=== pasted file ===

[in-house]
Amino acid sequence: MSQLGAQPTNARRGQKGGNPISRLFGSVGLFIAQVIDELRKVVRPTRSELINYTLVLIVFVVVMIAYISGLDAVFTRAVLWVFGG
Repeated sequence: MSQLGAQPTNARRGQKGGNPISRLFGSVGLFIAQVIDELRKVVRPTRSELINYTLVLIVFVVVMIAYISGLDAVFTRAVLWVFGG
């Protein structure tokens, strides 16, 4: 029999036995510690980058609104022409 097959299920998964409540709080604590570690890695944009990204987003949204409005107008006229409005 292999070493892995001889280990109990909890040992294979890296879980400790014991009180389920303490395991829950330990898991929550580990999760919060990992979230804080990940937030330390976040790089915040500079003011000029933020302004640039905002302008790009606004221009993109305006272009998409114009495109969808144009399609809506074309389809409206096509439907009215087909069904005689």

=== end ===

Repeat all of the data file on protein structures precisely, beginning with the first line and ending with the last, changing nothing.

[in-house]
Amino acid sequence: MSQLGAQPTNARRGQKGGNPISRLFGSVGLFIAQVIDELRKVVRPTRSELINYTLVLIVFVVVMIAYISGLDAVFTRAVLWVFGG
Repeated sequence: MSQLGAQPTNARRGQKGGNPISRLFGSVGLFIAQVIDELRKVVRPTRSELINYTLVLIVFVVVMIAYISGLDAVFTRAVLWVFGG
């Protein structure tokens, strides 16, 4: 029999036995510690980058609104022409 097959299920998964409540709080604590570690890695944009990204987003949204409005107008006229409005 292999070493892995001889280990109990909890040992294979890296879980400790014991009180389920303490395991829950330990898991929550580990999760919060990992979230804080990940937030330390976040790089915040500079003011000029933020302004640039905002302008790009606004221009993109305006272009998409114009495109969808144009399609809506074309389809409206096509439907009215087909069904005689």